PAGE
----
Paper No. 20
Presentation Time: 1:45 PM


GORDON, Stacia, Department of Geological Sciences, University of Nevada, 1664 N. Virginia St, MS0172, Reno, NV 89557, WHITNEY, Donna, Earth Sciences, University of Minnesota, 310 Pillsbury Dr. SE, Minneapolis, MN 55455 and TEYSSIER, Christian, Earth Sciences, University of Minnesota, Minneapolis, MN 55455,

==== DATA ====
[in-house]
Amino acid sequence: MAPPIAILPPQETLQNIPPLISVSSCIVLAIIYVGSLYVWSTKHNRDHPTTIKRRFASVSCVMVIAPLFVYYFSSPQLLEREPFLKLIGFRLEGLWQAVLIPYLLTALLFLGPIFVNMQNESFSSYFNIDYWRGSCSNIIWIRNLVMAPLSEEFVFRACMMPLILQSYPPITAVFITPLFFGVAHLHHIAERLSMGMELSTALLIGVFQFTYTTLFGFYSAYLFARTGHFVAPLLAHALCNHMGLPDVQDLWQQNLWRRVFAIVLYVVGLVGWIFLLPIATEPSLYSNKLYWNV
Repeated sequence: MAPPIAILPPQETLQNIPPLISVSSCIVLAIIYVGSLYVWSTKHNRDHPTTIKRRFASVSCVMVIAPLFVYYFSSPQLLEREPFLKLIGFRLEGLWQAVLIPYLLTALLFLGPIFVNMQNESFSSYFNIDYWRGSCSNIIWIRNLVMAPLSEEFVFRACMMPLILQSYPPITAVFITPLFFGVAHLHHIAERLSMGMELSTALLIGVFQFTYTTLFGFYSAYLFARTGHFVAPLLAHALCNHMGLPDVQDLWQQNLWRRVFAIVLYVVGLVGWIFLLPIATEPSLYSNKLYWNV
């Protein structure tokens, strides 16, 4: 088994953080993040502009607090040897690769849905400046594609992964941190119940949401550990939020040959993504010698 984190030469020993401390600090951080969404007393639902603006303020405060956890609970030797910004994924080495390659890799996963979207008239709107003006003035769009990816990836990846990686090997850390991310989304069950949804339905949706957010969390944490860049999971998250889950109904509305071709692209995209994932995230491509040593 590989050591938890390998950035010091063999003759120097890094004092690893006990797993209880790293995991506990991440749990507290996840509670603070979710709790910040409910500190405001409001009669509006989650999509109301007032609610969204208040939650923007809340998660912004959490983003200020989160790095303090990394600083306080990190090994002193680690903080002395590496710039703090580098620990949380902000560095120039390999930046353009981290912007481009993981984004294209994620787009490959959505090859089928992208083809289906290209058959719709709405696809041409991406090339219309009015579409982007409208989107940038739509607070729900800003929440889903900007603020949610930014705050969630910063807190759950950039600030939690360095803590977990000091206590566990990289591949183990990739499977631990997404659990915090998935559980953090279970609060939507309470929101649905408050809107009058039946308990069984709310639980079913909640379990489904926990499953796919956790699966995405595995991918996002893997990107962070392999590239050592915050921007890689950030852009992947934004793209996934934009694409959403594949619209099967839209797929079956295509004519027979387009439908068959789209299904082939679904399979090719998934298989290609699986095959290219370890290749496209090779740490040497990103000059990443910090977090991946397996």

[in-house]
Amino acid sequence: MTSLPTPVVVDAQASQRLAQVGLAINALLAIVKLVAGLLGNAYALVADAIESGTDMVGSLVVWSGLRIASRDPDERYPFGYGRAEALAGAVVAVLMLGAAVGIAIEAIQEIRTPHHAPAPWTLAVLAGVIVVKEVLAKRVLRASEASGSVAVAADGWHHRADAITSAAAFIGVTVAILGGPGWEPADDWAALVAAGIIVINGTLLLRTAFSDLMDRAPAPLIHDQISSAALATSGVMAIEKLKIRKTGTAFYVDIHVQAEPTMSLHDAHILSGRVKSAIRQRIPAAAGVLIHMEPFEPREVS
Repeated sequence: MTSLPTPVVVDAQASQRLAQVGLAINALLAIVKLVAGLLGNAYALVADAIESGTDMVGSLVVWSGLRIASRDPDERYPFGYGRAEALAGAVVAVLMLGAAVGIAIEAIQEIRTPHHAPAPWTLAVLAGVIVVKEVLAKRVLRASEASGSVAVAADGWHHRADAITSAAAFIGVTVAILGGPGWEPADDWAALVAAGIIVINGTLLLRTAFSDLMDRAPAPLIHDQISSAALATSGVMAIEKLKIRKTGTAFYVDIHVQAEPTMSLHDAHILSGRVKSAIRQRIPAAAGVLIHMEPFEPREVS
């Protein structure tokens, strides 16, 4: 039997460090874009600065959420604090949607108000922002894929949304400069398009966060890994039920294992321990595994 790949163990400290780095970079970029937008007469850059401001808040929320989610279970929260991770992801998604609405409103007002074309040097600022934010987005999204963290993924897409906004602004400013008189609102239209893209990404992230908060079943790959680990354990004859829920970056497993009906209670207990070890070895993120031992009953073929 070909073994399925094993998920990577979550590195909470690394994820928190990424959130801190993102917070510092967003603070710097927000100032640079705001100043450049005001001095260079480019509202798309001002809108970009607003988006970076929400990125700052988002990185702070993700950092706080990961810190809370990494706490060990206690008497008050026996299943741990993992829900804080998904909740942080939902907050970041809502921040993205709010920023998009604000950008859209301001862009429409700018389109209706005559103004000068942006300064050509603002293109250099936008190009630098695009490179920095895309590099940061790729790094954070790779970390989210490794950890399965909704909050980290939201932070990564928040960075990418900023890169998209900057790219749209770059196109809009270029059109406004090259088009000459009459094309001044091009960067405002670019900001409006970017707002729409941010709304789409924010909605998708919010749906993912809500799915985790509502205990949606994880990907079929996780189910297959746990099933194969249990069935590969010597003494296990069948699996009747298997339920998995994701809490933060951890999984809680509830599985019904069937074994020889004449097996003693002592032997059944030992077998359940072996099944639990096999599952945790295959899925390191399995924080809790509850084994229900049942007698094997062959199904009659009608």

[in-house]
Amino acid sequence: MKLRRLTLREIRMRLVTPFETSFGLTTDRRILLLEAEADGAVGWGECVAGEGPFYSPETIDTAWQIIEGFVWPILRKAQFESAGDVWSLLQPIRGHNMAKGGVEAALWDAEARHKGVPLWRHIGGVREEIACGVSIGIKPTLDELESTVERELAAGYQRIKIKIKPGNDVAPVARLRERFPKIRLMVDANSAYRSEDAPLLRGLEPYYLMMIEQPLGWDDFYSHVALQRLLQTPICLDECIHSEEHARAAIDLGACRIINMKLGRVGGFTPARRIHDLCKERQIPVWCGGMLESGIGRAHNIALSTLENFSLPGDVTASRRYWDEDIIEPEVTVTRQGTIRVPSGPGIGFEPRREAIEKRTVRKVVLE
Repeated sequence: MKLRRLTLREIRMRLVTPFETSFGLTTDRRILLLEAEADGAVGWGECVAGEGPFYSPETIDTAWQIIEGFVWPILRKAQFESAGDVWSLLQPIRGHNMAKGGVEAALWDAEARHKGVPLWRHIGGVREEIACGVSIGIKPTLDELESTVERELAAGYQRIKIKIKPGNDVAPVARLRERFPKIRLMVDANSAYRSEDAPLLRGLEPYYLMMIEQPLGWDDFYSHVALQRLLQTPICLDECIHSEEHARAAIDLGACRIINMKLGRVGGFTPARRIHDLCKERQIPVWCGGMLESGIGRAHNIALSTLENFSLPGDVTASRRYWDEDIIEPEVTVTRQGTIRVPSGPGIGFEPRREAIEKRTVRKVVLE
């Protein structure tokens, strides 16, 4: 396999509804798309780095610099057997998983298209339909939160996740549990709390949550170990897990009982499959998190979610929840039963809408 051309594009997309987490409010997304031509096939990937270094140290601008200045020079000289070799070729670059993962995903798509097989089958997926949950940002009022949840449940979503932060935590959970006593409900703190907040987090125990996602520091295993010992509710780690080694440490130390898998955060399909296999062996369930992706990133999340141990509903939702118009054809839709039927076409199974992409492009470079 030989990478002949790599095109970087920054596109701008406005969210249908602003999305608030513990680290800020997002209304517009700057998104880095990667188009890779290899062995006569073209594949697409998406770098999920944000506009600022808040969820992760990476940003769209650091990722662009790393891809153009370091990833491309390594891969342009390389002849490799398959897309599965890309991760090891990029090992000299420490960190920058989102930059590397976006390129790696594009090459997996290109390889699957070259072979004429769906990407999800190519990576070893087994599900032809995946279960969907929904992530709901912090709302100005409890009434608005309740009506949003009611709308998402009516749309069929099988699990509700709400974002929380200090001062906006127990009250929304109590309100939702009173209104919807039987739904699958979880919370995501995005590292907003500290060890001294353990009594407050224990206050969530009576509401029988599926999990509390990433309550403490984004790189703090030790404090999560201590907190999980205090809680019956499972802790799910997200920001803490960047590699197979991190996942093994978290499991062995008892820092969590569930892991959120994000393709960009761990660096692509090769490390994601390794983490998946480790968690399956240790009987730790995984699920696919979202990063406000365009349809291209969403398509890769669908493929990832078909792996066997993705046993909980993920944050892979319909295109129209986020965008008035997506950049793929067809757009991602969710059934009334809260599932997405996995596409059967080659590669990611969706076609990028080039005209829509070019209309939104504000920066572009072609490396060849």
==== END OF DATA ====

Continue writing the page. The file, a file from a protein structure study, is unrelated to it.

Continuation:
Mass transfer within subduction zones remains poorly understood, with limited knowledge of the P–T conditions over which element recycling occurs. Many field-based studies have focused on exhumed UHP terranes to better understand the reactions and products involved with recycling processes. However, the retrograde reactions that transpire during UHP exhumation from mantle depths have not been significantly studied despite the fact that peak temperatures generally occur along the retrograde path and devolatilization and melting reactions are common. In order to better understand the retrograde element-transfer processes, we collected samples on a transect that spans a transition from the fresh core to the retrogressed rind of an eclogite pod and into the adjacent host gneiss in the Ulla Gneiss of the Western Gneiss Region UHP terrane. Whole-rock geochemical composition and split-stream zircon geochronology data (U-Pb and trace-element) were collected. All samples reveal metamorphic Scandian U–Pb zircon rim dates (415–405 Ma), and the trace-element profiles yield a high-pressure signature, with flat Eu anomalies and HREE patterns, from the eclogite and amphibolite samples. Moreover, dates from the leucocratic samples appear to be metamorphic rather than documenting Scandian melt crystallization. For example, the texturally latest leucosome, exposed within shear zones, reveals a crystallization date of ca. 900 Ma, with no Scandian zircon growth. Thus, these rocks were significantly affected by Scandian UHP metamorphism, but did not appear to undergo melting during this event. Parts of the whole-rock geochemistry dataset record evidence for element transfer during exhumation of these rocks from mantle depths, and this most likely occurred post-zircon growth at ca. 415 Ma. Retrogressed eclogite, including amphibolite interpreted to represent completely retrogressed eclogite, exhibit depletion of Th, Pb, and the LREE. Amphibolite also shows enrichment in fluid-mobile elements (Sr, Ba) and Ni and depletion in all middle and heavy REE elements. All samples show enrichment in LILE and LREE compared to average N-MORB. These preliminary results indicate that incompatible elements may be removed from the system via fluids during retrogression of the eclogites and the host gneiss.